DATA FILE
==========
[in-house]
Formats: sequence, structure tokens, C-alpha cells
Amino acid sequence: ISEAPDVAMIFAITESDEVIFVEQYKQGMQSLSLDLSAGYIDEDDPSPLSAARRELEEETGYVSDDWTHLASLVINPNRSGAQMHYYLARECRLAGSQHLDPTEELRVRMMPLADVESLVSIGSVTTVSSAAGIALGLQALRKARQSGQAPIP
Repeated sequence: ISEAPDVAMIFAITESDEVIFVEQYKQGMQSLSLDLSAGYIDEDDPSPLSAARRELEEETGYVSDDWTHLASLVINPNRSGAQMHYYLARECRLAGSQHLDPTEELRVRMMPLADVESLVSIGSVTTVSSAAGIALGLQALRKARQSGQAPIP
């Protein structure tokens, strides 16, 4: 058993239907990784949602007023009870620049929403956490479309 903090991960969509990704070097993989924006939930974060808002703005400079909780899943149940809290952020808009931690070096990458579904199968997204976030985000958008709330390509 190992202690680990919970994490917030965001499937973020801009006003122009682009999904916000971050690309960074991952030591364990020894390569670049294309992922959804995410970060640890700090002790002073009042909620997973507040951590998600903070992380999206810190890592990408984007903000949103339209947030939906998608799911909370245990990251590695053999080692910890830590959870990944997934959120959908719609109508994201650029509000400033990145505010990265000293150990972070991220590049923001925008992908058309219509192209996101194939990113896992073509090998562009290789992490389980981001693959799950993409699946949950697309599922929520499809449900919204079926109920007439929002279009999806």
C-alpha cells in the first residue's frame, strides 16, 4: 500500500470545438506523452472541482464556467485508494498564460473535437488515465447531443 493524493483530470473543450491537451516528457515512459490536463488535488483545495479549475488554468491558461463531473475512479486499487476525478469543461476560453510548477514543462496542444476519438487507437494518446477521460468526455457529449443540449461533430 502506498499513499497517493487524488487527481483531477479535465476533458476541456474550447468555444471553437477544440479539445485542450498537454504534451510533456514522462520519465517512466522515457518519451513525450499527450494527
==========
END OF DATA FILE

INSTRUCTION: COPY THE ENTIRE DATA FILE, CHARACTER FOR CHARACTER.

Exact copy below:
[in-house]
Formats: sequence, structure tokens, C-alpha cells
Amino acid sequence: ISEAPDVAMIFAITESDEVIFVEQYKQGMQSLSLDLSAGYIDEDDPSPLSAARRELEEETGYVSDDWTHLASLVINPNRSGAQMHYYLARECRLAGSQHLDPTEELRVRMMPLADVESLVSIGSVTTVSSAAGIALGLQALRKARQSGQAPIP
Repeated sequence: ISEAPDVAMIFAITESDEVIFVEQYKQGMQSLSLDLSAGYIDEDDPSPLSAARRELEEETGYVSDDWTHLASLVINPNRSGAQMHYYLARECRLAGSQHLDPTEELRVRMMPLADVESLVSIGSVTTVSSAAGIALGLQALRKARQSGQAPIP
């Protein structure tokens, strides 16, 4: 058993239907990784949602007023009870620049929403956490479309 903090991960969509990704070097993989924006939930974060808002703005400079909780899943149940809290952020808009931690070096990458579904199968997204976030985000958008709330390509 190992202690680990919970994490917030965001499937973020801009006003122009682009999904916000971050690309960074991952030591364990020894390569670049294309992922959804995410970060640890700090002790002073009042909620997973507040951590998600903070992380999206810190890592990408984007903000949103339209947030939906998608799911909370245990990251590695053999080692910890830590959870990944997934959120959908719609109508994201650029509000400033990145505010990265000293150990972070991220590049923001925008992908058309219509192209996101194939990113896992073509090998562009290789992490389980981001693959799950993409699946949950697309599922929520499809449900919204079926109920007439929002279009999806």
C-alpha cells in the first residue's frame, strides 16, 4: 500500500470545438506523452472541482464556467485508494498564460473535437488515465447531443 493524493483530470473543450491537451516528457515512459490536463488535488483545495479549475488554468491558461463531473475512479486499487476525478469543461476560453510548477514543462496542444476519438487507437494518446477521460468526455457529449443540449461533430 502506498499513499497517493487524488487527481483531477479535465476533458476541456474550447468555444471553437477544440479539445485542450498537454504534451510533456514522462520519465517512466522515457518519451513525450499527450494527